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We are now going to sew the smaller pockets onto the bigger ones.

Position Pocket #4 to the lower edge in the middle of Pocket #3 and sew along the three edges.

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Repeat with pocket pockets #1 and #2.

We are now going to attach our pockets to the large white inner panel.

Positioning the pockets is important to get the right folds in your wallet. I calculated the position of my pockets on the assumption that an address book and pen would live in the rounded pocket on the right hand side.

Sew….I pinned my rounded pocket right to the very edge of my panel and sewed it very close to the edge to secure it in place.

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I measured 5cm (2”) from the edge of my rounded pocket and sewed my large pocket in place. I then measured 4cm (1.5”) from the edge of that pocket and sewed the last one in place. Both pockets are 3cm (1.25”) from the bottom raw edge of the panel.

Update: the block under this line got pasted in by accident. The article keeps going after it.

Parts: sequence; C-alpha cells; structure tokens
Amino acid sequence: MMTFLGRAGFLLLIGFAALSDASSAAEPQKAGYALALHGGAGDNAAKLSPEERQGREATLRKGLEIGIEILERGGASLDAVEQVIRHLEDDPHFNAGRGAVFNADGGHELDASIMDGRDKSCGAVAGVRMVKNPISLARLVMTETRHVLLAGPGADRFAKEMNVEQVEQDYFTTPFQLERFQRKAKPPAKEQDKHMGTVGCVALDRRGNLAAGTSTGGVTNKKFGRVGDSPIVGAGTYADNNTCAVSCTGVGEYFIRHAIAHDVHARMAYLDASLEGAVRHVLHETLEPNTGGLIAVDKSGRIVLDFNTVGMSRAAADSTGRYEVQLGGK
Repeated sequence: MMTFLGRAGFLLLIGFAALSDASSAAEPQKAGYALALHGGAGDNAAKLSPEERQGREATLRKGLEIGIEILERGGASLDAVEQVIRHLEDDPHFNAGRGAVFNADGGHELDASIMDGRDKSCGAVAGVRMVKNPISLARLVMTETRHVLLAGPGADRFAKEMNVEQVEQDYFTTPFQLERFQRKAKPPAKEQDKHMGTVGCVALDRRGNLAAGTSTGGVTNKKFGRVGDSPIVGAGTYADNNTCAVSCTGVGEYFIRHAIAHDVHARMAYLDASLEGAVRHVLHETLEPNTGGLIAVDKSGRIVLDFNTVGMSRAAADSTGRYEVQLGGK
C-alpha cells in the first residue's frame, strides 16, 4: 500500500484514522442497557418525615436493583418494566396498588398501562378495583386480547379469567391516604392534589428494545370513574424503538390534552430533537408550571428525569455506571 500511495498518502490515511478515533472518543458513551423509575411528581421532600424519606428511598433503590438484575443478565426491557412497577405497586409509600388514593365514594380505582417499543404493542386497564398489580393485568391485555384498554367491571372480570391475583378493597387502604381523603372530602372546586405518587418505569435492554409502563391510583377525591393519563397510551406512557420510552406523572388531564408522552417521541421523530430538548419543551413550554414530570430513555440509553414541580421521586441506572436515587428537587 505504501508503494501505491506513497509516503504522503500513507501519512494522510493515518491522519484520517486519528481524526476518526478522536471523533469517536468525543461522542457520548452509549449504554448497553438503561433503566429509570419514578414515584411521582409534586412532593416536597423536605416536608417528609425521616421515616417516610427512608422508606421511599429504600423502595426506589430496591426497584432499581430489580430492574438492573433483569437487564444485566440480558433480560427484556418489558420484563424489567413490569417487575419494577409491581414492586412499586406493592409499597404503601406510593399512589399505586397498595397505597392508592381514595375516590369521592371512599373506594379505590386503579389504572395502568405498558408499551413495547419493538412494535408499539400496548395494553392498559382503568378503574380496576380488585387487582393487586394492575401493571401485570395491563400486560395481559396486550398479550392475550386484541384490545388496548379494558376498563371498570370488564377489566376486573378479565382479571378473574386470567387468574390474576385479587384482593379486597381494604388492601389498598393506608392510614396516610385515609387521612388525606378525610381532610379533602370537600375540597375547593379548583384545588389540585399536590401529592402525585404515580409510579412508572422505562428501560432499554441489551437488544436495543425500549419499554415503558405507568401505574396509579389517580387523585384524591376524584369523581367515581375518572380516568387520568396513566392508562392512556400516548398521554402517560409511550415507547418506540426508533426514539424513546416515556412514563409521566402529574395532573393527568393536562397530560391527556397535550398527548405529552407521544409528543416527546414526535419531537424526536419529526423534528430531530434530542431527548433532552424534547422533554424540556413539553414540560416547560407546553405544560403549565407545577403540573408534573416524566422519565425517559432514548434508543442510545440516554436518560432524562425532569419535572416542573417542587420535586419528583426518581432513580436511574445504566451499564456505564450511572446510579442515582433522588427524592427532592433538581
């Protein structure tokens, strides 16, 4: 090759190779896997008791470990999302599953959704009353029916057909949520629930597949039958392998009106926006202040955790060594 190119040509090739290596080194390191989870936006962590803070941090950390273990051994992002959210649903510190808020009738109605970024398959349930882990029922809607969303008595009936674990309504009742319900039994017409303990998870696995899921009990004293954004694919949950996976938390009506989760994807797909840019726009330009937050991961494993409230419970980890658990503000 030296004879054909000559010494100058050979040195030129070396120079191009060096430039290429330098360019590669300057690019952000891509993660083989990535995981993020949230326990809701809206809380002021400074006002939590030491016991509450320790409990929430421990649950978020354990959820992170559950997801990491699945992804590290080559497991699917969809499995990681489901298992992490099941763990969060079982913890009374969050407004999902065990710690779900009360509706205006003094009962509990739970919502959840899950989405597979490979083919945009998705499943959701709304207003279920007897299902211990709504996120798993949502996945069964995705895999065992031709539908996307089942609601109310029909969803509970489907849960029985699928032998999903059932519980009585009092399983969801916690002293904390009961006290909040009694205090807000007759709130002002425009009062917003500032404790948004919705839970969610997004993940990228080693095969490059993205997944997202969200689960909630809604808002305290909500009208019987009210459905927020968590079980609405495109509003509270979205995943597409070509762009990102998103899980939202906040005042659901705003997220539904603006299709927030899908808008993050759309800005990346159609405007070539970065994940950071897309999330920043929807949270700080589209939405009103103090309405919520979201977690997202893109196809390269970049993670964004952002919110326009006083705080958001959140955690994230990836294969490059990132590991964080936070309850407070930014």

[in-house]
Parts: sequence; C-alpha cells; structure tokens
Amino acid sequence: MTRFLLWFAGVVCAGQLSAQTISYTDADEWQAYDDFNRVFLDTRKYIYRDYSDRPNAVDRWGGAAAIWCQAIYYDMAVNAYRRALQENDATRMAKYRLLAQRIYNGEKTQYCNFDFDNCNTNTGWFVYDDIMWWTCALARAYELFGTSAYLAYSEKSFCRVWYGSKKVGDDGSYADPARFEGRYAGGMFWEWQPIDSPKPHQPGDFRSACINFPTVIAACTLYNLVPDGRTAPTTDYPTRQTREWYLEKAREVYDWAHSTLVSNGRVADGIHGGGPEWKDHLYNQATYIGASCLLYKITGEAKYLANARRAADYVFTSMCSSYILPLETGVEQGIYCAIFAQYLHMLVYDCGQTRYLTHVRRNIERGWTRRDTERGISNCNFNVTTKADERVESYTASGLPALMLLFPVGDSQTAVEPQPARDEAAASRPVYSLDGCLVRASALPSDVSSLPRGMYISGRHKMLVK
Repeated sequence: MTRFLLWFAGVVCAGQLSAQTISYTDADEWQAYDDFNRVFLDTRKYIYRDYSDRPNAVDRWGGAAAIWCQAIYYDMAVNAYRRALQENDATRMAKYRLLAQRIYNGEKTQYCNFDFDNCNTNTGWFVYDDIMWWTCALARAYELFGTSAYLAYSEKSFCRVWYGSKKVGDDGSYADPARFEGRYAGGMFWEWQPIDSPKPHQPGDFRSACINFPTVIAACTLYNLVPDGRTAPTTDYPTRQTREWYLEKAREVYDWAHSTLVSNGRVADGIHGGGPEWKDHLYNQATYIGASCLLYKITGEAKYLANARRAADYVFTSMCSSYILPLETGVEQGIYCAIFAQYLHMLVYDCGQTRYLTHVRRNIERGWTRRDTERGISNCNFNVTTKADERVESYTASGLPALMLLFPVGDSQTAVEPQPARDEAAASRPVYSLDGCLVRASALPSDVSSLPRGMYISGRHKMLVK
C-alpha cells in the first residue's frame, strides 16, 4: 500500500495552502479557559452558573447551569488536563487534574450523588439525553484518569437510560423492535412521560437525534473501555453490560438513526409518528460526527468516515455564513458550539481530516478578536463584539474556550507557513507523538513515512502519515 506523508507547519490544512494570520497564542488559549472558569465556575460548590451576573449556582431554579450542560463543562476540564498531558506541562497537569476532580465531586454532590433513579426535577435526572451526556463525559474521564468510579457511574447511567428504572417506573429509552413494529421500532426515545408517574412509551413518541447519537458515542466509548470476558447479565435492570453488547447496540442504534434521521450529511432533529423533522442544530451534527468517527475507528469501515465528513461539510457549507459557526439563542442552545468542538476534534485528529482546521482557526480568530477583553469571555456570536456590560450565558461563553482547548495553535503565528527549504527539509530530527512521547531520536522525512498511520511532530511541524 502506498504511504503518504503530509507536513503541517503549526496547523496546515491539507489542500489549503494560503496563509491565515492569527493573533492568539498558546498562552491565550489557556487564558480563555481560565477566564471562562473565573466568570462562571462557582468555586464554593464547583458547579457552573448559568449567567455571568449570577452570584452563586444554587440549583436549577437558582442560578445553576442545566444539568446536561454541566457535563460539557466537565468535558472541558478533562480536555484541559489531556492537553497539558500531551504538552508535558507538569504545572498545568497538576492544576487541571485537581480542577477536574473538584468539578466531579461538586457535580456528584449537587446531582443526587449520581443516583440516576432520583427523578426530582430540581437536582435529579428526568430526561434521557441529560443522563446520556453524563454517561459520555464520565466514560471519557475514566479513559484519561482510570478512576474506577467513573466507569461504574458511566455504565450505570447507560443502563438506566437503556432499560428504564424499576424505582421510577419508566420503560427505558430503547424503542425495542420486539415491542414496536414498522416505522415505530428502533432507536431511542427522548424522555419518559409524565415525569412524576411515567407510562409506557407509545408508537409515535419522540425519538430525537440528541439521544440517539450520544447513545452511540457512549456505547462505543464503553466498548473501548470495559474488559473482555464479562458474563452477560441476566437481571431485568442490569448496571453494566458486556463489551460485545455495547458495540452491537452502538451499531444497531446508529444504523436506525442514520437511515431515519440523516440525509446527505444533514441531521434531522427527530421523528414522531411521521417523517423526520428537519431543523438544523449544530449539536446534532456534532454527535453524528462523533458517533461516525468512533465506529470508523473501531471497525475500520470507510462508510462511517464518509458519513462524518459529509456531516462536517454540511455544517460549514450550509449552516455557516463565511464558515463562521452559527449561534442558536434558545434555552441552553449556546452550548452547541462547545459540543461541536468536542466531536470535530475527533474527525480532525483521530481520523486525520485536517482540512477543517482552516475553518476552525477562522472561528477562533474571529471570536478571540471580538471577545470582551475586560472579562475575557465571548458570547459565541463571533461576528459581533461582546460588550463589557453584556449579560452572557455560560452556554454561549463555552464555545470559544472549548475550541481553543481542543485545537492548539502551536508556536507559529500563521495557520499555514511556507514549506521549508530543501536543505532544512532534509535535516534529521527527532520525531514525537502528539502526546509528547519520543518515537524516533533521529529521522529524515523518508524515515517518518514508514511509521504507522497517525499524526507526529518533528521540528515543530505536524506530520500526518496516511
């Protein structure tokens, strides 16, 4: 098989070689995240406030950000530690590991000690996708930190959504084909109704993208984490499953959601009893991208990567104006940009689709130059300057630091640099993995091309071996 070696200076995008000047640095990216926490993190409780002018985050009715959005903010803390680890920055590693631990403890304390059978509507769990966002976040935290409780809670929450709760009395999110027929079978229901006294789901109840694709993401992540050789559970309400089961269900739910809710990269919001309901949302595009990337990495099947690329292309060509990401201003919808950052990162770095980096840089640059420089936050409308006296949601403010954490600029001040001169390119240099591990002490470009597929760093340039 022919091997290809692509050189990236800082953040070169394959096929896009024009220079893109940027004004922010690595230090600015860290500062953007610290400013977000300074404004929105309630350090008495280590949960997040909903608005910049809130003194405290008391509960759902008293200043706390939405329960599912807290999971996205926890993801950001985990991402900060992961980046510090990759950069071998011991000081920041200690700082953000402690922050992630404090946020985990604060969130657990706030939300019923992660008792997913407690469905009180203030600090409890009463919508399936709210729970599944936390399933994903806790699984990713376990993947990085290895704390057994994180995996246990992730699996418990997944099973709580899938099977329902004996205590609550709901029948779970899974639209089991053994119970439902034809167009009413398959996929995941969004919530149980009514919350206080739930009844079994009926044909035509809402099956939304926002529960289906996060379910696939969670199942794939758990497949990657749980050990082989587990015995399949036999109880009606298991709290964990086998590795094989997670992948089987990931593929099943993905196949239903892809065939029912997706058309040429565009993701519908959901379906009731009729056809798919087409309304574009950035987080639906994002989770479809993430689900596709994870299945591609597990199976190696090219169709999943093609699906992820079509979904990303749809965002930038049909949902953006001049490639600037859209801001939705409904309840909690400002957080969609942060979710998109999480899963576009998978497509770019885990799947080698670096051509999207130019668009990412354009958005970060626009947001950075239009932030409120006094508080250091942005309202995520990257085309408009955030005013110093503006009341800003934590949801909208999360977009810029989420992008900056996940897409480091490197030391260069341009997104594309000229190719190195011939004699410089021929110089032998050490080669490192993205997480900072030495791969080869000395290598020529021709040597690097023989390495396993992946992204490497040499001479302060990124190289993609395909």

We are still working with just the inside panel, but sadly I didn’t take a photo at this point so here is a (somewhat crooked) photo of the completed wallet showing the measurements.

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At this point we need to consider how we are going to close the wallet. Given there are pockets involved it didn’t make sense to use buttons. Besides, they can be quite fiddley. I wanted something that was quick and simple to use while securing all that lovely stationary in place so I opted for a piece of elastic.